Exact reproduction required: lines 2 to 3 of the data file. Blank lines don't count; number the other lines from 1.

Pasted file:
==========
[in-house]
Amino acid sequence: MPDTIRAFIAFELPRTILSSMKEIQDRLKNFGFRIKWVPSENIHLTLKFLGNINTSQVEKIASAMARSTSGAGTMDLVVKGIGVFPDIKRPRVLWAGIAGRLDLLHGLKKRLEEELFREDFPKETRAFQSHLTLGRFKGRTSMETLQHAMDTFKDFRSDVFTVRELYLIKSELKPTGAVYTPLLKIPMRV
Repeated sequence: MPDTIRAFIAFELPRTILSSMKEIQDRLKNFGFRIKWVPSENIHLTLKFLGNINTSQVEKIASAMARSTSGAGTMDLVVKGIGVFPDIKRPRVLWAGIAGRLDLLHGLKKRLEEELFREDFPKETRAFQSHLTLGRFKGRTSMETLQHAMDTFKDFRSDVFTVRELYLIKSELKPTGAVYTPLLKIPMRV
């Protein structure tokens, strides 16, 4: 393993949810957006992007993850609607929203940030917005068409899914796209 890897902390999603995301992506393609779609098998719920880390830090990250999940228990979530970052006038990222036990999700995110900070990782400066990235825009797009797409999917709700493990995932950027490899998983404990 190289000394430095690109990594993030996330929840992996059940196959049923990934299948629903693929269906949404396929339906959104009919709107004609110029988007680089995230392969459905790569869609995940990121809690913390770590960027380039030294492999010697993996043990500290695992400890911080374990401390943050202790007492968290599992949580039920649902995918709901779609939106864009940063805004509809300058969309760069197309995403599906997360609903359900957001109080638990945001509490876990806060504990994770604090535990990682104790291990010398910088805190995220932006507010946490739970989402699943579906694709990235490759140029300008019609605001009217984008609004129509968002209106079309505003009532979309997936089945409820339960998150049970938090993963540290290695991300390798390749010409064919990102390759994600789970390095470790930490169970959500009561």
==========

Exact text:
Amino acid sequence: MPDTIRAFIAFELPRTILSSMKEIQDRLKNFGFRIKWVPSENIHLTLKFLGNINTSQVEKIASAMARSTSGAGTMDLVVKGIGVFPDIKRPRVLWAGIAGRLDLLHGLKKRLEEELFREDFPKETRAFQSHLTLGRFKGRTSMETLQHAMDTFKDFRSDVFTVRELYLIKSELKPTGAVYTPLLKIPMRV
Repeated sequence: MPDTIRAFIAFELPRTILSSMKEIQDRLKNFGFRIKWVPSENIHLTLKFLGNINTSQVEKIASAMARSTSGAGTMDLVVKGIGVFPDIKRPRVLWAGIAGRLDLLHGLKKRLEEELFREDFPKETRAFQSHLTLGRFKGRTSMETLQHAMDTFKDFRSDVFTVRELYLIKSELKPTGAVYTPLLKIPMRV